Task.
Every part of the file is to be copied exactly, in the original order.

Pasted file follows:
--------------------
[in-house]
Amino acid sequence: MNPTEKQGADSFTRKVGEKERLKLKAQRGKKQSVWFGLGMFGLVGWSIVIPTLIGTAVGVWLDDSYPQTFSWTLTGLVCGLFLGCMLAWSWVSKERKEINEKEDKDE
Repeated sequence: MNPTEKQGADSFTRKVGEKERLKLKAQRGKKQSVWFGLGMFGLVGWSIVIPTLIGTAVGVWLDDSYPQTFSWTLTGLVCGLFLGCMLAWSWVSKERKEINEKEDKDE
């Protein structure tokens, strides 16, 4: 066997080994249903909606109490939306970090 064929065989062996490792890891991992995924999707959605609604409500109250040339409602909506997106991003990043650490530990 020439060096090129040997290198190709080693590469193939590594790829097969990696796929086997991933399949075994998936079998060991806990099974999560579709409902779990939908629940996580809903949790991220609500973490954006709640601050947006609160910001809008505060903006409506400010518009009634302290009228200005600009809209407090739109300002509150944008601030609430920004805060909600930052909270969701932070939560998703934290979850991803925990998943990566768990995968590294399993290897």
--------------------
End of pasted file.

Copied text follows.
[in-house]
Amino acid sequence: MNPTEKQGADSFTRKVGEKERLKLKAQRGKKQSVWFGLGMFGLVGWSIVIPTLIGTAVGVWLDDSYPQTFSWTLTGLVCGLFLGCMLAWSWVSKERKEINEKEDKDE
Repeated sequence: MNPTEKQGADSFTRKVGEKERLKLKAQRGKKQSVWFGLGMFGLVGWSIVIPTLIGTAVGVWLDDSYPQTFSWTLTGLVCGLFLGCMLAWSWVSKERKEINEKEDKDE
């Protein structure tokens, strides 16, 4: 066997080994249903909606109490939306970090 064929065989062996490792890891991992995924999707959605609604409500109250040339409602909506997106991003990043650490530990 020439060096090129040997290198190709080693590469193939590594790829097969990696796929086997991933399949075994998936079998060991806990099974999560579709409902779990939908629940996580809903949790991220609500973490954006709640601050947006609160910001809008505060903006409506400010518009009634302290009228200005600009809209407090739109300002509150944008601030609430920004805060909600930052909270969701932070939560998703934290979850991803925990998943990566768990995968590294399993290897």